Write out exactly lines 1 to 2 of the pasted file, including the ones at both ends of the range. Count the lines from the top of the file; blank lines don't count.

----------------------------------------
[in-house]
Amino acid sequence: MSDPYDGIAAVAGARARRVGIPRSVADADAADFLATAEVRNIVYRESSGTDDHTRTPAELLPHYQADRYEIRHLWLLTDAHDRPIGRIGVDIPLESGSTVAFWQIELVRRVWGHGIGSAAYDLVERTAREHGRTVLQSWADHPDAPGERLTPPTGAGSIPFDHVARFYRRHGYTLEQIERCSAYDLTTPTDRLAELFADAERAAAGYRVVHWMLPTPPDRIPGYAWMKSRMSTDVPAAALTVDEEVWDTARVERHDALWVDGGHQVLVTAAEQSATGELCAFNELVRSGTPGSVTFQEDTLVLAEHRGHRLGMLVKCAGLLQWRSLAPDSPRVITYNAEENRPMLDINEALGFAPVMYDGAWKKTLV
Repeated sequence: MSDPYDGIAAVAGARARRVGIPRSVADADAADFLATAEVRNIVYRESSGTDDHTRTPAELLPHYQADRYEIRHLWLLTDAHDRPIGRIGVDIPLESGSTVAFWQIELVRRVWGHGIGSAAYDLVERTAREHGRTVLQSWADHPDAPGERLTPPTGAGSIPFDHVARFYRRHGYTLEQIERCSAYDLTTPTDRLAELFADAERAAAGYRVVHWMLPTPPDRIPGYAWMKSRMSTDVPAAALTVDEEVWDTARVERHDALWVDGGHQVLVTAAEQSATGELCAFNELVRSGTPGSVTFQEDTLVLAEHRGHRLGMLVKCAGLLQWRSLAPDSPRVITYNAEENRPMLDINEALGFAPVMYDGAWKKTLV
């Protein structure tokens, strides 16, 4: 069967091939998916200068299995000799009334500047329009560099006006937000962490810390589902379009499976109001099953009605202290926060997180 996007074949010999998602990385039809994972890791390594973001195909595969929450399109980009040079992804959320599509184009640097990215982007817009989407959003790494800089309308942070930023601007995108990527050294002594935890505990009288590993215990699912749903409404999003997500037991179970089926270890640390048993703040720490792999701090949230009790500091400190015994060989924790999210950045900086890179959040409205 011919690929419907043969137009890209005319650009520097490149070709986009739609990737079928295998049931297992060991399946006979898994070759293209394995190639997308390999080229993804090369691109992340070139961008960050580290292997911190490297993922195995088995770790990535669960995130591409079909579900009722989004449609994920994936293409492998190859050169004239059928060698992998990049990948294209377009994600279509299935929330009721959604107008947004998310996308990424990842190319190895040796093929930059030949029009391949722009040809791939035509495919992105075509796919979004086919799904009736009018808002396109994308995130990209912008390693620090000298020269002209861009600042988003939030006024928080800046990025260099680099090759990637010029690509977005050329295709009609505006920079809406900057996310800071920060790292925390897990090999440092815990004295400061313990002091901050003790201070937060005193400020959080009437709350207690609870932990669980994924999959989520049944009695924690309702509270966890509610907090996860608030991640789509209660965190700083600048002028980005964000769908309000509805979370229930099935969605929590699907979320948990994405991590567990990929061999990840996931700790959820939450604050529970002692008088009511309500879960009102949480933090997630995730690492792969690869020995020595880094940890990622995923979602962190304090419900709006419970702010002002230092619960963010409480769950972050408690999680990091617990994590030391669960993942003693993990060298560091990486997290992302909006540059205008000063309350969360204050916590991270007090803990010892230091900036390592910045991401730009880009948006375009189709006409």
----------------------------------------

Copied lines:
[in-house]
Amino acid sequence: MSDPYDGIAAVAGARARRVGIPRSVADADAADFLATAEVRNIVYRESSGTDDHTRTPAELLPHYQADRYEIRHLWLLTDAHDRPIGRIGVDIPLESGSTVAFWQIELVRRVWGHGIGSAAYDLVERTAREHGRTVLQSWADHPDAPGERLTPPTGAGSIPFDHVARFYRRHGYTLEQIERCSAYDLTTPTDRLAELFADAERAAAGYRVVHWMLPTPPDRIPGYAWMKSRMSTDVPAAALTVDEEVWDTARVERHDALWVDGGHQVLVTAAEQSATGELCAFNELVRSGTPGSVTFQEDTLVLAEHRGHRLGMLVKCAGLLQWRSLAPDSPRVITYNAEENRPMLDINEALGFAPVMYDGAWKKTLV